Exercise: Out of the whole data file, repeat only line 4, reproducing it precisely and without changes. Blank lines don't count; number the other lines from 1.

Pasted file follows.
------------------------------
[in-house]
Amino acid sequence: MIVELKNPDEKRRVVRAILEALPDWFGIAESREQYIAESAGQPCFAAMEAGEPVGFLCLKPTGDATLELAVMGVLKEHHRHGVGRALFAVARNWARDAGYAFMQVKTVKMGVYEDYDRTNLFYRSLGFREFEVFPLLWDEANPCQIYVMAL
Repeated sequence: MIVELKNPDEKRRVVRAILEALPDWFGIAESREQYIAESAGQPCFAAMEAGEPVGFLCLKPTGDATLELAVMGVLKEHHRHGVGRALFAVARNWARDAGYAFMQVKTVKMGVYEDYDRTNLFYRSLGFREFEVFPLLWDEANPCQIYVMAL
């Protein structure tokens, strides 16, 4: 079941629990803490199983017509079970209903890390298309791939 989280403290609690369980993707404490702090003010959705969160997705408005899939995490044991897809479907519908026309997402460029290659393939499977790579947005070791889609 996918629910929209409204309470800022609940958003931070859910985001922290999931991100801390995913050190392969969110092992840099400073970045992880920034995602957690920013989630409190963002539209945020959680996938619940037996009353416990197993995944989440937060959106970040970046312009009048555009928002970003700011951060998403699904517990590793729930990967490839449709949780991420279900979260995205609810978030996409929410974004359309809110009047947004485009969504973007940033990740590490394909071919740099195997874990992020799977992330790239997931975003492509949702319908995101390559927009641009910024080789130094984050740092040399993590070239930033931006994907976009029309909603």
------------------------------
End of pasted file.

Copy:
């Protein structure tokens, strides 16, 4: 079941629990803490199983017509079970209903890390298309791939 989280403290609690369980993707404490702090003010959705969160997705408005899939995490044991897809479907519908026309997402460029290659393939499977790579947005070791889609 996918629910929209409204309470800022609940958003931070859910985001922290999931991100801390995913050190392969969110092992840099400073970045992880920034995602957690920013989630409190963002539209945020959680996938619940037996009353416990197993995944989440937060959106970040970046312009009048555009928002970003700011951060998403699904517990590793729930990967490839449709949780991420279900979260995205609810978030996409929410974004359309809110009047947004485009969504973007940033990740590490394909071919740099195997874990992020799977992330790239997931975003492509949702319908995101390559927009641009910024080789130094984050740092040399993590070239930033931006994907976009029309909603």